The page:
The Great Brain by John D. Fitzgerald. First in a seven-book series about young boys growing up in late 19th-century Utah (Catholics rather than Mormons, if you’re wondering), and specifically the adventures of an intelligent, indeed devious young boy and his little brother (who narrates). What is particularly great about these books is that the Great Brain, as he is called, is first and foremost a con artist; he isn’t especially malicious, but like most people he’s self-interested and uses his intelligence to get himself ahead in life, and often in unethical ways. This makes him more realistic than your average Encyclopedia Brown. However, because he’s not a bad person at heart (his cons, like the cons of most con-artist protagonists, are designed to play off the greed of his marks and therefore he can always justify the con to himself), when his adventures inevitably lead to something more threatening than rooking schoolkids out of their stuff, he makes an excellent hero – again, moreso than your average Encyclopedia Brown. The Great Brain books are smartly written and bring the 19th-century Utah setting to life remarkably well, and because of the period setting haven’t aged even slightly.
The Wacky World of Alvin Fernald by Clifford D. Hicks. The Alvin Fernald books have aged slightly (written in the 60s and set contemporaneously), but pair off as a nice comparison with the Great Brain books because both series are about smarter-than-average kids (Alvin frequently refers to his “Magnificent Brain”) who have adventures as a result of their smarts. Alvin is a more conventionally likeable hero than the Great Brain; most of his books feature Alvin getting into a situation by dint of his smarts – becoming mayor for a day, starting up his own TV newscast, and so forth – and then getting into an adventure as a result of that. The Wacky World veers away from that model by being a collection of shorter stories, mostly inspired pranks dreamed up by Alvin, some of which are quite sophisticated (an early instance of identity creation, for example, which seems eerily prescient and relevant now) and serves as a decent entry point for the series as a whole.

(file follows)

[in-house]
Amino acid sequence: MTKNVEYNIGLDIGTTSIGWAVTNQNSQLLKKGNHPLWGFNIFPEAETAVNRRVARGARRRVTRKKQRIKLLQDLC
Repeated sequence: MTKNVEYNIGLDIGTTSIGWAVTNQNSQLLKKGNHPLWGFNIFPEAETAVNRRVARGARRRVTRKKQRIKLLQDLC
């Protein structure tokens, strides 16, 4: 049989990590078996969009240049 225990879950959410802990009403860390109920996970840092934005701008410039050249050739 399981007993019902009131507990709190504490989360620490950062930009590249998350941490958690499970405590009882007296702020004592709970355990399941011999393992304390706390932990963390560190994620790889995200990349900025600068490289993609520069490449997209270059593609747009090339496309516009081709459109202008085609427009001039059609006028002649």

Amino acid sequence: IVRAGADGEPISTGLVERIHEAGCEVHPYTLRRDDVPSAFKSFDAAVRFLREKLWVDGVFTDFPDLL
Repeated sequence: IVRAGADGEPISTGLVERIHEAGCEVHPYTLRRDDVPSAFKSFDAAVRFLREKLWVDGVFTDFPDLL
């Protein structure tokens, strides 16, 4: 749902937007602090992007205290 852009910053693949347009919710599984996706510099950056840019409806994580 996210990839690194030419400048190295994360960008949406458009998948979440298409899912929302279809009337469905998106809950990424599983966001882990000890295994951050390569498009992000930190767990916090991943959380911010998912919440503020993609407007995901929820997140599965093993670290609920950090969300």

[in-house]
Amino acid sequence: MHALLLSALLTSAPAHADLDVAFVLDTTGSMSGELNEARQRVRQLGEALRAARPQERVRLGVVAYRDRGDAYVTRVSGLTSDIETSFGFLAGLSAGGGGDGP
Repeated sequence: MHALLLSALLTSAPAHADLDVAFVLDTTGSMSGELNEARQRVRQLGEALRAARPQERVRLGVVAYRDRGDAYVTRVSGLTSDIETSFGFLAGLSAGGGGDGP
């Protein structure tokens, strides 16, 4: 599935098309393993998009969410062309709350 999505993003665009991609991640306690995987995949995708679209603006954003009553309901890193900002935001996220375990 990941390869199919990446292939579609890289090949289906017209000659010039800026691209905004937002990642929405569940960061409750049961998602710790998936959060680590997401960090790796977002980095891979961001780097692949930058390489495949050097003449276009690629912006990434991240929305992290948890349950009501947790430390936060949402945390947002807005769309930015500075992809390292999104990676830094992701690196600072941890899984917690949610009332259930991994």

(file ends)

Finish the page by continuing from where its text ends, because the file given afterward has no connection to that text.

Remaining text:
The Seventh Princess by Nick Sullivan. A brilliant little pageturner wherein a young girl finds herself transported from her schoolbus to a magical kingdom where she is informed she is now the princess of the kingdom. Except she’s the seventh princess – and nobody seems to want to tell her what happened to the first six. A self-driven female protagonist, some really great writing and a clever plot make this a must-read for any kid so far as I’m concerned. I’ve been told once or twice that this was the first book in a trilogy, but can find no trace of the other two even existing.
Below the Root, And All Between, and Until the Celebration by Zilpha Keatley Snyder. Snyder (still writing in her eighties) is nowadays best known for The Egypt Game and The Witches of Worm, both of which won her Newbery Awards, but these were always my favorites of her books: her biggest venture into science fiction, a trilogy about a future where humans escaping a war-torn Earth settled a new, low-gravity world with gigantic, enormous trees – and then couldn’t agree on how to proceed. The fallout from that decision seeds the entire story, which is uniquely nonviolent in its handling of conflict. At some point, some enterprising producer (probably Pixar) is going to realize that these three books are a megablockbuster children’s movie waiting to happen, so I advise everyone to get in on the ground floor and read them before that happens so you can get the literary experience first.